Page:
It’s Pentecost. Ben just read the familiar birth story of the church. We celebrate the coming of the Holy Spirit who emboldens the disciples with the very breath of God to be the church. But there’s no celebration here today. No party at the church. No bright colored kites to wave for some extra pizazz. We feel a little raw for all that. We’ll get to the Pentecost story in a bit, but first, a word from the Old Testament. 

The word of the Lord as spoken by the prophet and recorded in Jeremiah the sixth chapter:

For from the least to the greatest of them, everyone is greedy for unjust gain; and from prophet to priest, everyone deals falsely. They have treated the wound of my people carelessly, saying, ‘Peace, peace,” when there is no peace.’” 

Former Pastor at Spirit Garage Pam Fickensher says that a preacher should never preach from her wounds. Only from her scars. 

So let’s just get out in front of that right away: Confession — this is wound preaching. I am angry, outraged. sad. I am weary and worried about many — those close to my heart — and those whom I’ve never met but who are my neighbors, hurting and suffering, in this city I love. My body, mind and spirit ache with grief. 

I don’t have to see you to know that I’m not alone here. I’m not alone in this. 

You are grieving too.

Chat participation replay capture.

 

I may not know the particularities of your grief but I do know we’re in this together. Our church grieves. Our neighborhood grieves. Our city, our nation, our world grieves. As does our God.

This past week I was on a Zoom call with our synod office and 85 other pastors and deacons in the area. We’d been invited to a conversation to discuss the church’s role in this moment. Pastors Ingrid Rasmussen and Hans Lee who serve at Holy Trinity on Hiawatha Avenue & Lake Street and Calvary Lutheran at 39th Street & Chicago Avenue, respectively were on the call. Their congregations have been swept up into this terror quickly. Proximity changes perspective. Proximity has a way of clarifying priorities. 

Their congregations, along with many other faith communities, are working hard to meet needs in the community. I know many of you have shown up too — to show respect for George Floyd, to clean up debris from destruction, to check on neighbors and call on friends, to drop off food and supplies where needed. Many of you have been generous with your financial gifts. Thank you. Thank you for being church. 

(I encourage you to name in the chat where you have seen hope, courage and compassion. When you’re in the middle of a storm it’s easy to focus on chaos and fearbut these are signs that no storm can keep the body of Christ from showing up in the world. We look for them and name them to foster hope.)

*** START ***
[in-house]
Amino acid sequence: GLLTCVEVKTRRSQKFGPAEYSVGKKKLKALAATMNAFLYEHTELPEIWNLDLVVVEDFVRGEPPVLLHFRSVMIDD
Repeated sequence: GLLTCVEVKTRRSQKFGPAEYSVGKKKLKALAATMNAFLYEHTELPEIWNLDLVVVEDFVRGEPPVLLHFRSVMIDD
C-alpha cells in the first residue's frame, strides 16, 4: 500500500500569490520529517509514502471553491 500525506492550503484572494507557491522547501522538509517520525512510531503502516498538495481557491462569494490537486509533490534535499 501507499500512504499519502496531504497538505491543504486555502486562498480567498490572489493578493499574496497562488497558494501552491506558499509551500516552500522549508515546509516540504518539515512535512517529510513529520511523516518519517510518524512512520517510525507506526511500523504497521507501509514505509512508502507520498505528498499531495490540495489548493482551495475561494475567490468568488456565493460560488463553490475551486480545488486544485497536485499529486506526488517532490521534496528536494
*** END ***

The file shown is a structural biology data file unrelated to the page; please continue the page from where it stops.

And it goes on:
Back to the Zoom call — there were some from ELCA church-wide staff on the call too. Rev. Albert Starr, director of the Ethnic Specific Multicultural Ministries team, shared this bit of wisdom: “We can’t turn away. We can’t unsee. Do not assume you know the wounds of others. Do not assume you know the collective wound of a people. Your work is about healing and justice. You can’t have one without the other.”

Six days ago we gasped in horror at the video of George Floyd, killed at the hands of police as he cried, “I can’t breathe.”

We can’t look away. We can’t unsee. We’ve seen this before — countless times. Call to mind just a few names: Eddie Garner, Michael Brown, Freddie Gray, Philando Castille, Alton Steele, Breonna Taylor, Ahmaud Arbery… We dare not make assumptions about the wounds of others but we are part of a shared humanity so we hold space for their plea: we honor his memory; we say his name — George Floyd.

He was killed less than a week ago. And since then — chaos, violence, destruction — the likes of which we never imagined happening in our South Minneapolis — and like the pandemic we see it spreading across the nation. We gather today holding our breath — wondering what’s next? 

I imagine this question was on the minds of the disciples on that first Pentecost. Jesus had commissioned them to be his witnesses to the ends of the earth, to bear witness to what Jesus had said and done. Jesus’ promise: they would not bear witness alone. The power of the Holy Spirit would come.